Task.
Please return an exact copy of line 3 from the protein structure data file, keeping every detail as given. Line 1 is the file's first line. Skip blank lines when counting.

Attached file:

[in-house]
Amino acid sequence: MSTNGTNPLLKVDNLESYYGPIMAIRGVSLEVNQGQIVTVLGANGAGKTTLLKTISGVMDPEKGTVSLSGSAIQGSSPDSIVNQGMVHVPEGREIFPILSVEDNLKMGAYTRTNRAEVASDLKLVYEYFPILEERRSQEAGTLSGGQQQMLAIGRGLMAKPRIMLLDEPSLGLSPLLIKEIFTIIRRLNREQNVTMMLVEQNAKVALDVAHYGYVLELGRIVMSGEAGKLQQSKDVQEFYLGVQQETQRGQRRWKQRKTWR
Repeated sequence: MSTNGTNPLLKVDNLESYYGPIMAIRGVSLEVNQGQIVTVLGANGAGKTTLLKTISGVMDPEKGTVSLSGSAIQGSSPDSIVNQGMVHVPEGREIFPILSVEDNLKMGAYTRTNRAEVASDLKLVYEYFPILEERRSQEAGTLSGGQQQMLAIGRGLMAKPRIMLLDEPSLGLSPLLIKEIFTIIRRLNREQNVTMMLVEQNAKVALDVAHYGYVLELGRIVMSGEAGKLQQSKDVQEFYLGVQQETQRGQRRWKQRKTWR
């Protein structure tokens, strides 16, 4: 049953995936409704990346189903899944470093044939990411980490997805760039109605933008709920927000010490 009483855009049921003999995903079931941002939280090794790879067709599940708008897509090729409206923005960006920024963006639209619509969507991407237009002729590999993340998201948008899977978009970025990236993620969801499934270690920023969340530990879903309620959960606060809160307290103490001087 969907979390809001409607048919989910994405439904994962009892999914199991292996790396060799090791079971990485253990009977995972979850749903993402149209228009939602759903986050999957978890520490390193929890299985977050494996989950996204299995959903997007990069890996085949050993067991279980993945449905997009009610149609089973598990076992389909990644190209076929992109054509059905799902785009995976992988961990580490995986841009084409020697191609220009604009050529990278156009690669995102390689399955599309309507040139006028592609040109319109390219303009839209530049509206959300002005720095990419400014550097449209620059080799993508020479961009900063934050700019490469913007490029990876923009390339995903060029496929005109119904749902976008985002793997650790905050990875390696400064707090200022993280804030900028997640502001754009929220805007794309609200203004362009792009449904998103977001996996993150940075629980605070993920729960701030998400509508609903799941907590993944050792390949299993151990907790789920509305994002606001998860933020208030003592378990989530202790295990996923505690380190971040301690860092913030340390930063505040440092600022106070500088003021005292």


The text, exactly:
Repeated sequence: MSTNGTNPLLKVDNLESYYGPIMAIRGVSLEVNQGQIVTVLGANGAGKTTLLKTISGVMDPEKGTVSLSGSAIQGSSPDSIVNQGMVHVPEGREIFPILSVEDNLKMGAYTRTNRAEVASDLKLVYEYFPILEERRSQEAGTLSGGQQQMLAIGRGLMAKPRIMLLDEPSLGLSPLLIKEIFTIIRRLNREQNVTMMLVEQNAKVALDVAHYGYVLELGRIVMSGEAGKLQQSKDVQEFYLGVQQETQRGQRRWKQRKTWR